On the heels of a major speech in Iraq, and the transfer of power from U.S. Military forces back to the Iraqi government, the Obama Administration is looking toward a new “window of opportunity” to broker peace in the Middle East, beginning with Israel and Palestine.
According to CNN Senior White House Correspondent Ed Henry, former Senator George Mitchell, Obama’s special envoy to the Middle East, Israeli Prime Minister Benjamin Netanyahu and Palestinian Authority President Mahmoud Abbas are well aware of the concerns lingering among their populations that tense relations between the nations will ensue in the years to come. That said, extra efforts are being made to develop a peaceable resolution to the long-standing hostilities between Israelis and Palestinians in order to promote improved relations among Middle East nations.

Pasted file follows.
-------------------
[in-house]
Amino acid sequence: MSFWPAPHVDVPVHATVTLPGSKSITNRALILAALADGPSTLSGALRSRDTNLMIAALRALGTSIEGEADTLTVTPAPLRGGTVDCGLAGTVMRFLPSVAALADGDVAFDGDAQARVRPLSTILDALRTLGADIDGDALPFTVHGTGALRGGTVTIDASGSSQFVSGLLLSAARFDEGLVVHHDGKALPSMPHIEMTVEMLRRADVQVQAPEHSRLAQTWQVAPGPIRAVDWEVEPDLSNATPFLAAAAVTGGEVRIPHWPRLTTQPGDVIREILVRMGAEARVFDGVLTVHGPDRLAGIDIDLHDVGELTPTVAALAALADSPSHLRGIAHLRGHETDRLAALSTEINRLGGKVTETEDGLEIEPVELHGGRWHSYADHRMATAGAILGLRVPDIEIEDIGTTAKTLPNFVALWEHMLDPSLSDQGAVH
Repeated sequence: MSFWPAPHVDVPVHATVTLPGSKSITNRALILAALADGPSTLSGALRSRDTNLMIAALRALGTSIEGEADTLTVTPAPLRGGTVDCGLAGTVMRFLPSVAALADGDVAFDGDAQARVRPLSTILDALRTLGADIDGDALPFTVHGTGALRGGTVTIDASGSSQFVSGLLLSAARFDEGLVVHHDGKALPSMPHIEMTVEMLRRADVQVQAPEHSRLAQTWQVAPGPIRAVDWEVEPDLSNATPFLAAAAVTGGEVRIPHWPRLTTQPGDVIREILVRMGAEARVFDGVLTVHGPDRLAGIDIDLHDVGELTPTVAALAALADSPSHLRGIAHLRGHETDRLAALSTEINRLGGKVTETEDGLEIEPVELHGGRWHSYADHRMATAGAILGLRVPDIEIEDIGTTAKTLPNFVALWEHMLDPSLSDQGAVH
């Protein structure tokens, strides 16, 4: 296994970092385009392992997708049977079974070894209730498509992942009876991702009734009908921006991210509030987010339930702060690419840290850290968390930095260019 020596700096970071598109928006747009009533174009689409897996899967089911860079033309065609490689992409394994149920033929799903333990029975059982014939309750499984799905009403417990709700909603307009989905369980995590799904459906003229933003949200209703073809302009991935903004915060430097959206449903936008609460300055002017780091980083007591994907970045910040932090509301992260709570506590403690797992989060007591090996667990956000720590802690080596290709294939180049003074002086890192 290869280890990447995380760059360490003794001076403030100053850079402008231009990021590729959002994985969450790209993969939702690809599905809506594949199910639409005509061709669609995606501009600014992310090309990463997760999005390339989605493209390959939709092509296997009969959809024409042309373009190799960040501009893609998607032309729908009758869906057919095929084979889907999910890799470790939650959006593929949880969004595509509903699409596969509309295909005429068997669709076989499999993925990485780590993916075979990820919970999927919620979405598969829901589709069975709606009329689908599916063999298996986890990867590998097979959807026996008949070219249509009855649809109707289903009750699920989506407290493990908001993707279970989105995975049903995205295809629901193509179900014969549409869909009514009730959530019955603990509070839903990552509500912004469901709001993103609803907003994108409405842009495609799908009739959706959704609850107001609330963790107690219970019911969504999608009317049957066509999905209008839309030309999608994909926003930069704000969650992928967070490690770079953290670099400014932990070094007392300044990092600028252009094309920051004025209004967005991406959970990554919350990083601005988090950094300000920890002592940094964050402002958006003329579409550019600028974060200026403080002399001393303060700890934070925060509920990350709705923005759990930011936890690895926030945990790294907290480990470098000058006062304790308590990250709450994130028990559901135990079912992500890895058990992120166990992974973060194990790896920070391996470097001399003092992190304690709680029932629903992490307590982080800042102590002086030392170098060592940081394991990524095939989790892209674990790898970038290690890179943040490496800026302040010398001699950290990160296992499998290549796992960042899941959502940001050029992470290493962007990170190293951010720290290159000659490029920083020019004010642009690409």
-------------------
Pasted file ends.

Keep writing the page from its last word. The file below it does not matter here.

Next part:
According to Mitchell, this new window of opportunity presents itself at “[a] moment in time within which there remains the possibility of achieving the two-state solution, which is so essential to comprehensive peace in the region, that — difficult as it may be for both leaders, and we recognize that difficulty for both of them — the alternatives for them and the members of their societies pose far greater difficulties and far greater problems in the future.”
To facilitate the prospect of further peace talks – after such negotiations have been stalled for more than a year and a half – Obama is more actively inserting himself in the process, as this is among his highest priorities for his foreign policy goals. Though no one expects a peace treaty to be brokered this week, the resumed negotiations are at least a starting point for more forward-moving action in the future.